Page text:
Diary of John Adams, volume 1

Wednesday January 1759.

Feb. 1.

Tuesday [January 1759]. JA


Tuesday [January 1759]. Adams, John
Tuesday January 1759.

Took a ride after Dinner to Gullivers Brook in Milton, returned home. Went over to Deacon Belchers and drank Tea, and in the Evening walked home with O. Strolled by the House down to Mr. Borlands, then back down the farm Lane as far as the Gate, then back, up the Hill, and home.1 Met Mr. Wibirt at the Coll’s door, went with him to his Lodgings, slept with him and spent all the next day with him, reading the Reflections on Courtship and Marriage, and afternoon the 4 Satires of John Oldham on the Jesuits, and his Satyr on a Woman who by breaking her Engagement had killed his friend, and his Bion, or Lamentation on the Death of the Earl of Rochester, a Pastoral in Imitation of the Greek of Moschus, a Piece as soft, and tender, as his Satyrs are nervous and malignant, or perhaps more properly indignant.

The other night, the Choice of Hercules came into my mind, and left Impressions there which I hope will never be effaced nor long unheeded. I thought of writing a Fable, on the same Plan, but accommodated, by omitting some Circumstances and inserting others, to my own Case.

Let Virtue address me—“Which, dear Youth, will you prefer? a Life of Effeminacy, Indolence and obscurity, or a Life of Industry, Temperance, and Honour? Take my Advice, rise and mount your Horse, by the Mornings dawn, and shake away amidst the great and beautiful scenes of Nature, that appear at that Time of the day, all the Crudities that are left in your stomach, and all the obstructions that are left in your Brains. Then return to your Study, and bend your whole soul to the Institutes of the Law, and the Reports of Cases, that have been adjudged by the Rules, in the Institutes. Let no trifling Diversion or amuzement or Company decoy you from your Books, i.e. let no Girl, no Gun, no Cards, no flutes, no Violins, no Dress, no Tobacco, no Laziness, decoy you from your Books. (By the Way, Laziness, Languor, Inattention, are my Bane, am too lazy to rise early and make a fire, and when my fire is made, at 10 o’clock my Passion for knowledge, fame, fortune or any good, is too languid, to make me apply with Spirit to my Books. And by Reason of my Inattention my mind is liable to be2 called off from Law, by a Girl, a Pipe, a Poem, a Love Letter, a Spectator, a Play, &c.) But, keep your Law Book or some Point of Law in your mind at least 6 Hours in a day. (I grow too minute and lengthy.) 73Labour to get distinct Ideas of Law, Right, Wrong, Justice, Equity. Search for them in your own mind, in Roman, grecian, french, English Treatises of natural, civil, common, Statute Law. Aim at an exact Knowledge of the Nature, End, and Means of Government. Compare the different forms of it with each other and each of them with their Effects on public and private Happiness. Study Seneca, Cicero, and all other good moral Writers. Study Montesque, Bolinbroke, Vinnius, &c. and all other good, civil Writers, &c.”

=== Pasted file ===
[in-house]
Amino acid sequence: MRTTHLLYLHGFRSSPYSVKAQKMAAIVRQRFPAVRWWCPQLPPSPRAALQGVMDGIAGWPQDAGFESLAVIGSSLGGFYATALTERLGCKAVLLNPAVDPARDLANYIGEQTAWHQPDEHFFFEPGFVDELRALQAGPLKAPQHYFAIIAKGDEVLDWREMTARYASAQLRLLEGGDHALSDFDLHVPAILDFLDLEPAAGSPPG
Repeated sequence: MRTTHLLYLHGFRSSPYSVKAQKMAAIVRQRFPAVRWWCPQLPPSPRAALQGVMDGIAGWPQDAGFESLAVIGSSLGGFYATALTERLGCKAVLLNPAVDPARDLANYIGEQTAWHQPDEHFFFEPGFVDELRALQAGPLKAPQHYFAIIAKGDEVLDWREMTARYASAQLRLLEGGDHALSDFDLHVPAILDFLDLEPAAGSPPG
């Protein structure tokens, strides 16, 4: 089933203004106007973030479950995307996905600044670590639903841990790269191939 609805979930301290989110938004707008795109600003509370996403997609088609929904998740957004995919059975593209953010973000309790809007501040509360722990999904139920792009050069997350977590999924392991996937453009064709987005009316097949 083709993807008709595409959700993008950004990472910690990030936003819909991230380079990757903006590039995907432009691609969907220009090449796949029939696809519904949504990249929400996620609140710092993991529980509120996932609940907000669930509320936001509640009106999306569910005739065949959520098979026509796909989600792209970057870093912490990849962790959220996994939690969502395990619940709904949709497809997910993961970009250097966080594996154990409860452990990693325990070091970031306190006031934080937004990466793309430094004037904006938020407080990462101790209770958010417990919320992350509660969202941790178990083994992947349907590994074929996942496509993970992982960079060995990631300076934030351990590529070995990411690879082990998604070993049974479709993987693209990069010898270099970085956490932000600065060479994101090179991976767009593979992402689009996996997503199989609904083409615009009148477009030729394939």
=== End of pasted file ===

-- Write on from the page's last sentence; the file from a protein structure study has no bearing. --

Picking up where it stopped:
Prat. There is not a Page in Flavels Works without several sentences of Latin. Yet the common People admire him. They admire his Latin as much as his English, and understand it as well. 3 preached the best sermon that ever I heard. It was plain common sense. But other sermons have no sense at all. They take the Parts of them out of their Concordances and connect them together Hed and Tail.

How greatly elevated, above common People, and above Divines is this Lawyer. Is not this Vanity, littleness of mind?

What am I doing? Shall I sleep away my whole 70 Years. No by every Thing I swear I will renounce the Contemplative, and betake myself to an active roving Life by Sea or Land, or else I will attempt some uncommon unexpected Enterprize in Law. Let me lay the Plan and arouse Spirit enough to push boldly. I swear I will push myself into Business. I will watch my Opportunity, to speak in Court, and will strike with surprize—surprize Bench, Bar, Jury, Auditors and all. Activity, Boldness, Forwardness, will draw attention. Ile not lean, with my Elbows on the Table, forever like Read, Swift, Fitch,4 Skinner, Story, &c. But I’le not forego the Pleasure of ranging the Woods, Climbing Cliffs, walking in fields, Meadows, by Rivers, Lakes, &c., and confine my self to a Chamber for nothing. Ile have some Boon, in Return, Exchange, fame, fortune, or something.

Here are 2 nights, and one day and an half, spent in a softening, enervating, dissipating, series of hustling, pratling, Poetry, Love, Courtship, Marriage. During all this Time, I was seduced into the Course of unmanly Pleasures, that Vice describes to Hercules, forgetful of the glorious Promises of Fame, Immortality, and a good Conscience, which Virtue, makes to the same Hero, as Rewards of a hardy, toilsome, watchful Life, in the service of Man kind. I could reflect with more satisfaction on an equal space of Time spent in a painful Research of the Principles of Law, or a resolute attempt of the Powers of Eloquence.